No charges filed in Matt Araiza gang-rape case, SDSU students ‘shocked’ and ‘disappointed’

The SDSU community has made their stance known through protests, marches and posters

SDSU+students+walk+to+their+classes+on+Sept.+22

Photo by Jayden Pagsolingan

SDSU students walk to their classes on Sept. 22

by Christian Houser, News Editor

Former SDSU and Buffalo Bills punter, Matt Araiza, will not be criminally charged in the alleged gang-rape of a minor occurring last year, the District Attorney’s office said Wednesday. 

Two teammates of Araiza, Zavier Leonard and Nowlin “Pa’a” Ewaliko will also not be charged.

In the last 124 days since the District Attorney’s Office received the investigation, District Attorney prosecutors and investigators analyzed “over 35 taped witness interviews, the results of a Sexual Assault Response Team (SART) exam, DNA results, and evidence derived from 10 search warrants,” officials said. 

The search warrants contained four terabytes of data which included “forensic evidence from cell phones and video evidence of the incident itself,” the District Attorney’s office said. 

After reviewing all the evidence, the District Attorney’s office concluded that “it is clear the evidence does not support the filing of criminal charges and there is no path to a potential criminal conviction.”

The alleged incident occurred over a year ago in October of 2021 when Araiza, Leonard and Ewaliko were accused of gang-raping a minor at an off-campus party. A civil lawsuit was then filed, which claimed Jane Doe was thrown down face first on the bed and raped for an hour and a half, leaving the party bloodied. The Daily Aztec has followed the case since the LA Times broke the story last June.

The decision to not file criminal charges marks a turning point in one of the highest-profile cases in San Diego State University’s history. 

“I am never surprised when a prosecutor does not file sexual assault charges when the victim was intoxicated,” Dan Gilleon, Jane Doe’s lawyer, said in a tweet Wednesday. “It’s a very rare case where the criminal justice system achieves anything satisfactory for the victim of a sexual assault.”

While some of the details of the case have been kept out of the public sphere, Gilleon said when the evidence becomes available it will impact public opinion on the case.

“The DA did not reveal all of the evidence, but what they selectively showed us was graphic, and it supported the allegations in our lawsuit,” Gilleon said in a tweet Wednesday. “The defendants will have no sympathizers once the evidence comes out.”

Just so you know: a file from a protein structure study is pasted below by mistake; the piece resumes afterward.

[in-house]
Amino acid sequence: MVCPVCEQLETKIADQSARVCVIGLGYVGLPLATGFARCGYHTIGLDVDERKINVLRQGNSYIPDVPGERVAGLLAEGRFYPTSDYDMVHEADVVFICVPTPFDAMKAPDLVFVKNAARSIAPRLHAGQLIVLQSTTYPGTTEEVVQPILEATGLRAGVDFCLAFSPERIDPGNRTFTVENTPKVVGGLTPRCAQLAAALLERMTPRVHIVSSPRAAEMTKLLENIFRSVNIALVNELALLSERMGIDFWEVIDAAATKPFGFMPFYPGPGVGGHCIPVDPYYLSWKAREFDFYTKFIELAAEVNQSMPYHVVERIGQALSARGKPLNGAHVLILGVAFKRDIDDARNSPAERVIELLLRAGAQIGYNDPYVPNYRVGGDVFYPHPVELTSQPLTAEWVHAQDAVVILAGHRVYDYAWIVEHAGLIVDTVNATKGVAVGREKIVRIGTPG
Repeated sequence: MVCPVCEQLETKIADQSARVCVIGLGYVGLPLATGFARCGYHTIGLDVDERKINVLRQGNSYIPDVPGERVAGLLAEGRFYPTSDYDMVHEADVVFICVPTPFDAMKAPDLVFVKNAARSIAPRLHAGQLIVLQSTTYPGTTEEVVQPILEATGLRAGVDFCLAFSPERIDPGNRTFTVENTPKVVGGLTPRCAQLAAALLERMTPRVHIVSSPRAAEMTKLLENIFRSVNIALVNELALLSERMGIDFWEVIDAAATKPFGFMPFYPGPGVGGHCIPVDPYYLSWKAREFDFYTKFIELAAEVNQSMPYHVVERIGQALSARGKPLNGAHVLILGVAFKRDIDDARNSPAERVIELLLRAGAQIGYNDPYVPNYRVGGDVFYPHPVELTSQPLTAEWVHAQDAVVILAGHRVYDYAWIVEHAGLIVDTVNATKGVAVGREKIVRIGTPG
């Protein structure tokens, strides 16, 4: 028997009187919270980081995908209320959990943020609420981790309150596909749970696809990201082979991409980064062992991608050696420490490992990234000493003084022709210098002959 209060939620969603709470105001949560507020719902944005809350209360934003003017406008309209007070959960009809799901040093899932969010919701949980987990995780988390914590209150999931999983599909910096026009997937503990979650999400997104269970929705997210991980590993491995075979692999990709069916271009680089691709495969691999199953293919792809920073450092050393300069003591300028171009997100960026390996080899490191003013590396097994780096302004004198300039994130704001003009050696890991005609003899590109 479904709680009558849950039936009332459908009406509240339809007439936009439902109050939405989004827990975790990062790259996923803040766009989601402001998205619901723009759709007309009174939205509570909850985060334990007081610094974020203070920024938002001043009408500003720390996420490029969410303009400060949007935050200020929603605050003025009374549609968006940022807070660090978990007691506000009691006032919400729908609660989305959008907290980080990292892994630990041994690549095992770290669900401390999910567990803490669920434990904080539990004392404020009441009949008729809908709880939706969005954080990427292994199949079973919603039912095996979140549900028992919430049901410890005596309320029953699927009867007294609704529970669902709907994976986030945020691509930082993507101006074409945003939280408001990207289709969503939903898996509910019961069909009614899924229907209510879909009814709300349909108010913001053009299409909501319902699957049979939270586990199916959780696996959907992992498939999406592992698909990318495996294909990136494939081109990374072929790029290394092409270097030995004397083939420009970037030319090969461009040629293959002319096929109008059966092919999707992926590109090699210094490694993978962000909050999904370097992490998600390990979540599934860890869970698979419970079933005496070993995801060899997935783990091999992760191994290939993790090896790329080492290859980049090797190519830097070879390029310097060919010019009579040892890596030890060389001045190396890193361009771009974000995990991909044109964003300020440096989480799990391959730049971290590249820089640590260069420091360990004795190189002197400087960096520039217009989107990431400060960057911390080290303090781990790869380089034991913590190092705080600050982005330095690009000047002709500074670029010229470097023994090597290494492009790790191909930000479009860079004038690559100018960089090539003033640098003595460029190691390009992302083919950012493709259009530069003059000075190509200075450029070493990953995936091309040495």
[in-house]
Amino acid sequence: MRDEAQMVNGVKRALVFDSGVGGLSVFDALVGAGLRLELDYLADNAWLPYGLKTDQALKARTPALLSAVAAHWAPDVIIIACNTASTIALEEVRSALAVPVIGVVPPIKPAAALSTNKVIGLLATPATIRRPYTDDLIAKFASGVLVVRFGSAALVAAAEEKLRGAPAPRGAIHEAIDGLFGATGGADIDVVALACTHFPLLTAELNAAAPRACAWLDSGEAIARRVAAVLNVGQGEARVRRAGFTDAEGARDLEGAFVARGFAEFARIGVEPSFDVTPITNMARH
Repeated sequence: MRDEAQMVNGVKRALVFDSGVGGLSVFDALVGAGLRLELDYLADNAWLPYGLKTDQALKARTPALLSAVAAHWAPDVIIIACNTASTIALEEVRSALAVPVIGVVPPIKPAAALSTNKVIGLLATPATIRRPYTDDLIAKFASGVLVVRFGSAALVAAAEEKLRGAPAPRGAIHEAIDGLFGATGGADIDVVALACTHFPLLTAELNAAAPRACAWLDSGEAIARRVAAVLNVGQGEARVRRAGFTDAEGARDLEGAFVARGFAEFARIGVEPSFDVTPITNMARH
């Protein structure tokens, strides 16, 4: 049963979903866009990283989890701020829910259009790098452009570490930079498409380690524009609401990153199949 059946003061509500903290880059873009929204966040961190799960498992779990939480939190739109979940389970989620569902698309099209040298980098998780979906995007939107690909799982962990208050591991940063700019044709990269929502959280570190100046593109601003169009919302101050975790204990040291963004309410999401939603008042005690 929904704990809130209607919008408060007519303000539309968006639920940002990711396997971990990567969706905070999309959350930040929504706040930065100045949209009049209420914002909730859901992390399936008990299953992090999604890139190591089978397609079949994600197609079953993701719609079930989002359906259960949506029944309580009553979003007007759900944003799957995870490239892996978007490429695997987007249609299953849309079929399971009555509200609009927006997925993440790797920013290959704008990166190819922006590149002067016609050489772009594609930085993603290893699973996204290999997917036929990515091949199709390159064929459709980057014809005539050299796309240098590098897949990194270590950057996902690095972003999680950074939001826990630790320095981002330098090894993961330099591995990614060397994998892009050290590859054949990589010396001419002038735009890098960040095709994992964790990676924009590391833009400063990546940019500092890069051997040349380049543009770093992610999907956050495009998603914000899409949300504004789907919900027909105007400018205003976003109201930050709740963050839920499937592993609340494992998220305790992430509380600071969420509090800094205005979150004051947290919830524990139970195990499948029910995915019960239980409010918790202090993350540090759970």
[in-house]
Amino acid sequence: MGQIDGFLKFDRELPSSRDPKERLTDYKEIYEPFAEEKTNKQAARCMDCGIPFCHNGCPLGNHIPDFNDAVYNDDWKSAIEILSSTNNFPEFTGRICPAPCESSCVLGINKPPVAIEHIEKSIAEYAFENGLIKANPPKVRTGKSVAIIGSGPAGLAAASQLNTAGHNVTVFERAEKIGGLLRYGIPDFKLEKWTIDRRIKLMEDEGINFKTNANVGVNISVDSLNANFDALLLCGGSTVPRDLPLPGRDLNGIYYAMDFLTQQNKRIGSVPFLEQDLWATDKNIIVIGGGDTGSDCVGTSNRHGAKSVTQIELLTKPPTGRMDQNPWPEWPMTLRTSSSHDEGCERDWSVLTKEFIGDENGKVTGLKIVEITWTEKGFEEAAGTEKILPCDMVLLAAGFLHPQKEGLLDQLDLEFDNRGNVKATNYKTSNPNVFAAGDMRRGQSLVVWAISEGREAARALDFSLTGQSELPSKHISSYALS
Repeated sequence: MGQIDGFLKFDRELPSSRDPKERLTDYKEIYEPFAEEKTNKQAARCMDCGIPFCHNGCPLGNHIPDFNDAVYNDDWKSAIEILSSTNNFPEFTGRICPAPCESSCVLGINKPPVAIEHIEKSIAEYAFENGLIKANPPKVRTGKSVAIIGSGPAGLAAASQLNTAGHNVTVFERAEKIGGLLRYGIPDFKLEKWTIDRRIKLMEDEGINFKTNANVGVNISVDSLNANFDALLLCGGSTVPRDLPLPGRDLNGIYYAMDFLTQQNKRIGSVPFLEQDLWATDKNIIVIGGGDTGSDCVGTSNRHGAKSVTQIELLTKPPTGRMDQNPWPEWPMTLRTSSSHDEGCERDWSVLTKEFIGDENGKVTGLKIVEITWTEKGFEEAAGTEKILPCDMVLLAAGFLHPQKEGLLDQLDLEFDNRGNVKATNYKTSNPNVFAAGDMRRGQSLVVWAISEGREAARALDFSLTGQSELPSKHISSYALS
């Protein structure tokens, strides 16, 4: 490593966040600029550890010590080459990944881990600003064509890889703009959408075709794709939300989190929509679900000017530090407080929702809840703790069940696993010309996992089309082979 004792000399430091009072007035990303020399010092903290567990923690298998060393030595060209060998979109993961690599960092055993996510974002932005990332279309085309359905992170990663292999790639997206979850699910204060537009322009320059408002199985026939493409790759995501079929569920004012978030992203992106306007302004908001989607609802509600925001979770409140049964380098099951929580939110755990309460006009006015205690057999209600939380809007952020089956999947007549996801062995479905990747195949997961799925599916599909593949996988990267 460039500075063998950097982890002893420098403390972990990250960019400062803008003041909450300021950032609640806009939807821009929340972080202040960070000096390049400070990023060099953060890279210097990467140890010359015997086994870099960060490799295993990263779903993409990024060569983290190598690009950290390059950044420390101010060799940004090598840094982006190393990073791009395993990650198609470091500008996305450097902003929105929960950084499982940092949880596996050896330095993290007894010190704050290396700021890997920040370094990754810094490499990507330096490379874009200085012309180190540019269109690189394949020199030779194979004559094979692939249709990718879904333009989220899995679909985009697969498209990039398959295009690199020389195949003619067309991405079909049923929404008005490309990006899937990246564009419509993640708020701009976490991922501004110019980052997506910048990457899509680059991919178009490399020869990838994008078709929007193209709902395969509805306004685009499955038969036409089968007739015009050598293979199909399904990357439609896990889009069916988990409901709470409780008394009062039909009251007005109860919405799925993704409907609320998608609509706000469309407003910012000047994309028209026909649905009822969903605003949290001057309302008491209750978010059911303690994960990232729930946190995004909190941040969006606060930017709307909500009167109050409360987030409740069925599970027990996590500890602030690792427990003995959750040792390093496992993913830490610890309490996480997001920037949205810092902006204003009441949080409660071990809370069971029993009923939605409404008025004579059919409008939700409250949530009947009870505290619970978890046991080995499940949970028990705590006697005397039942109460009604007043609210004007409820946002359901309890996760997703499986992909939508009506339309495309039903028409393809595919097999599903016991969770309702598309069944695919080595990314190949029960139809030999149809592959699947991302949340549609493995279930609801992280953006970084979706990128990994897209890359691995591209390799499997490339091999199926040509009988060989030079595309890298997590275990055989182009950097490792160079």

Since the decision was made, SDSU has seen backlash from the community. On Thursday, a protest occurred in front of Hepner Hall and posters stating “Adela stands with rapists” have been spotted around campus, in reference to San Diego State President Dr. Adela de la Torre.

In the wake of the District Attorney’s Office decision to not file criminal charges against three former SDSU football players for the alleged rape of a minor, a poster was taped to the wall of Lamden Hall on Dec. 8 stating “Adela stand with rapists”. The poster is in reference to Dr. Adela de la Torre, SDSU’s President. (Photo by Christian Houser)

The absence of criminal charges has left some students in dismay.

“When the decision came out, I know all of my friends and I were shocked,” Paulina Andrews, a freshman business major, said. “And if anything, we’re kind of disappointed.”

Andrews said the decision has made her rethink the viability of campus safety at SDSU and how this case affects the voices of sexual assault survivors. 

“I wouldn’t feel safe going to parties, especially going out at night knowing that they don’t really take prosecution seriously,” Andrews said. “And I feel like if something happened, my voice really wouldn’t be heard. You know, (it would) just be some athlete over my voice.”

This sentiment was held by Isabella Bush, an environmental engineering junior, who said that safety for women on campus has not been a priority. 

“I think the safety of females is a very important thing that sometimes doesn’t get enough attention,” Bush said. “So I think that since they aren’t pursuing this it’s making us feel unsafe.”

SDSU’s Office of the President sent out a campus-wide email with their response to the decision to not pursue criminal charges. The email reassured students that the SDSU investigation remains active and asks students with direct knowledge of the incident to report information to their online tools.

In the campus-wide email, Dr. de la Torre urged community members to seek support through SDSU university offices as well as their Sexual Misconduct Response and Prevention website.